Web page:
How CDC says schools, child-care centers can decide to reopen

The CDC had written extensive guidelines about how various sectors of American life could carefully reopen, but the White House allowed the CDC to release only short “decision trees” in six areas, one of them for schools and another for child-care programs, which you can see below.

The longer guidelines are still being reviewed by the White House, The Post reports. President Trump has repeatedly urged the United States to reopen and mocked calls by experts such as Anthony S. Fauci, the director of the National Institute of Allergy and Infectious Diseases, to go slowly so as not to spark a surge in novel coronavirus cases.

This week, Trump downplayed the dangers of children returning to school while the covid-19 pandemic is still prevalent in a community. He also contradicted Fauci, the country’s leading public health official, who warned about the dangers of rushing to reopen schools.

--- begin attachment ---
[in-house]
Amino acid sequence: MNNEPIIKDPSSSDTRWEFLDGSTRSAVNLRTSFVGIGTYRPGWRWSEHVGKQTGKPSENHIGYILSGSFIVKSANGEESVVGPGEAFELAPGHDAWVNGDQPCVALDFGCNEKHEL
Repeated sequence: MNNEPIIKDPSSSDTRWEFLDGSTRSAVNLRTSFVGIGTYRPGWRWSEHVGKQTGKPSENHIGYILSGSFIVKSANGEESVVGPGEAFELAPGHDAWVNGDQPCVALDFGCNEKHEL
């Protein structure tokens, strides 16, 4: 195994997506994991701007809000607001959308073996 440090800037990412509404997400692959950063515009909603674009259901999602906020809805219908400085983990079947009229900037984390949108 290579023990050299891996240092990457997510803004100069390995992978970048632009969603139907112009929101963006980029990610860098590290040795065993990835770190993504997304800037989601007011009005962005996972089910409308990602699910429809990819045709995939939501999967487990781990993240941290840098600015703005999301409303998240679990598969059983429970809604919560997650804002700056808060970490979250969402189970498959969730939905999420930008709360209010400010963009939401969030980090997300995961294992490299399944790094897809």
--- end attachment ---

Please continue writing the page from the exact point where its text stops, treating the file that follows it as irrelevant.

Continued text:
According to another Washington Post report: “Instead of assuming its traditional lead role in a public health crisis, the 74-year-old agency has become just one of many voices providing often contradictory instructions to a confused and imperiled public.”

In March, the CDC published specific guidance on its website for how schools should handle and prepare for the spread of covid-19. You can compare the level of detail in that guidance, below, with what the White House allowed the CDC to release on safely opening schools.

Here are the short versions of the CDC reopening guidance for schools and child-care programs.

And here’s CDC guidance on how to clean a school, child-care center or any other building:

And here’s the CDC’s more detailed guidance on how schools should operate during the pandemic, first posted in March on the CDC website:

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